Algae Virus Can Infect Humans And Slow Brain Activity

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Lisa Winter

Guest Author

34 Algae Virus Can Infect Humans And Slow Brain Activity
Adapted from Allan Ajifo,

Numbers-wise, microbes including bacteria, viruses, and fungi outnumber human cells by about ten to one. The vast majority of these microbes are harmless or even beneficial, with just a small handful known to cause problems. One algae virus that was previously believed to be harmless in humans has been discovered to cause a modest reduction in brain power. Robert Yolken of Johns Hopkins University School of Medicine, Stanley Division of Developmental Neurovirology served as lead author of the paper, which was published in the Proceedings of the National Academy of Science.

Previous research by the team for an unrelated study found that the virus, Acanthocystis turfacea Chlorella virus 1 (ATCV-1), that typically infects freshwater green algae can be found in the throats of otherwise healthy humans. While some viruses mutate and can infect different species, such as avian flu evolving and infecting humans, this is a very rare example of a virus that is able to infect a completely different kingdom. 


ATCV-1 was found in 40 of the 92 participants from that initial trial. Further study revealed that those who were infected by the virus scored 7 to 9 points lower on attention and visual processing tests, respectively, than those who were not infected. While this is not a massive difference, it is statistically significant.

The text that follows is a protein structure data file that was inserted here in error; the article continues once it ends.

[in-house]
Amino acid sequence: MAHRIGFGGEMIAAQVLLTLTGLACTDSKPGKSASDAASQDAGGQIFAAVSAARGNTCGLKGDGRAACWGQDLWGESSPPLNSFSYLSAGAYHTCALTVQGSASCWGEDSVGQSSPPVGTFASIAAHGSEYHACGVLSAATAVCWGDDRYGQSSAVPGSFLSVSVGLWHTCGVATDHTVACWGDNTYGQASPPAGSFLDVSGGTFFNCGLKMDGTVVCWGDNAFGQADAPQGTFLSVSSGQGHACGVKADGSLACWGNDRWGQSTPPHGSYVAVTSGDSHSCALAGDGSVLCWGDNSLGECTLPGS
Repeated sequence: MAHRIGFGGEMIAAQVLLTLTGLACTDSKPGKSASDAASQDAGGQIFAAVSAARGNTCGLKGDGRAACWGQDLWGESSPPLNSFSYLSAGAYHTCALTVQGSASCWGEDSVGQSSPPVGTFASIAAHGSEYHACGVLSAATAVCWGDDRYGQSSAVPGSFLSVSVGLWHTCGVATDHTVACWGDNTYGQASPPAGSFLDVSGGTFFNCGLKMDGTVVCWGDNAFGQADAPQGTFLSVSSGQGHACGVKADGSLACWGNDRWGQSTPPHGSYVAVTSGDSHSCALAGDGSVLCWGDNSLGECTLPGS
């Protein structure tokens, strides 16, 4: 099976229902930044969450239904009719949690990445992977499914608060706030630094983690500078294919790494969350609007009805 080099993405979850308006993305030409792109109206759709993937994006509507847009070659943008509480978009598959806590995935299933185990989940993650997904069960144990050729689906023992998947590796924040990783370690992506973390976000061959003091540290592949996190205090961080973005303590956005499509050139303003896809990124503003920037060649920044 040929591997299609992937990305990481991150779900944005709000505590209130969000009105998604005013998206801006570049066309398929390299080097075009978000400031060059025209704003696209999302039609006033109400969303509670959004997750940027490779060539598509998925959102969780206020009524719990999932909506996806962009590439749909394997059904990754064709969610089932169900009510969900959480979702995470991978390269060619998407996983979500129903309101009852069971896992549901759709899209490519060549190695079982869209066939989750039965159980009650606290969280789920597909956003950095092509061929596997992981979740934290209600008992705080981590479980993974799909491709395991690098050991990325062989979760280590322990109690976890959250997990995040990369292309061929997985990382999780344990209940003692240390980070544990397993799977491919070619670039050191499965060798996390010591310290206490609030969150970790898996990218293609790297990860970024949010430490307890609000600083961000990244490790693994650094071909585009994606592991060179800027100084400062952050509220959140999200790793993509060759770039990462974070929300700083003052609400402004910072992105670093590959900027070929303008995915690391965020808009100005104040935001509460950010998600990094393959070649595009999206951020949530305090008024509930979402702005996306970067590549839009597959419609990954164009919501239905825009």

“This is a striking example showing that the ‘innocuous’ microorganisms we carry can affect behavior and cognition,” Yolken said in a press release. “Many physiological differences between person A and person B are encoded in the set of genes each inherits from parents, yet some of these differences are fueled by the various microorganisms we harbor and the way they interact with our genes.”

The team went on to infect a group of healthy mice with the virus, which seemed to dramatically affect attention span and cognition. The infected group took more time solving mazes than their uninfected counterparts, and they did not pay as much attention to new pathways presented or new objects placed within the environment that should have been of interest. 

Brain scans confirmed that ATCV-1 was the culprit behind the sapped attention by causing changes in expression to nearly 1300 genes in the hippocampus, the area responsible for storing memories and helping bodies be properly oriented in the environment. The virus altered how the hippocampus responds to the neurotransmitter dopamine, which is widely used throughout the brain and integral to the immune system. Though the virus has not been discovered to infect the brain directly, it could act on the connection with the immune system.


Though mice are not on par cognitively with humans, the fact that both groups showed attention deficit was of interest to the researchers. The team also isn’t sure exactly how the virus is producing these cognitive changes or how it initially came to infect humans. Further studies are required.

“The similarity of our findings in mice and humans underscores the common mechanisms that many microbes use to affect cognitive function in both animals and people,” added co-author Mikhail Pletnikov. “This commonality is precisely what allows us to study the pathologies that these microorganisms fuel and do so in a controlled systematic way.”

[Header image adapted from Allan Ajifo,]


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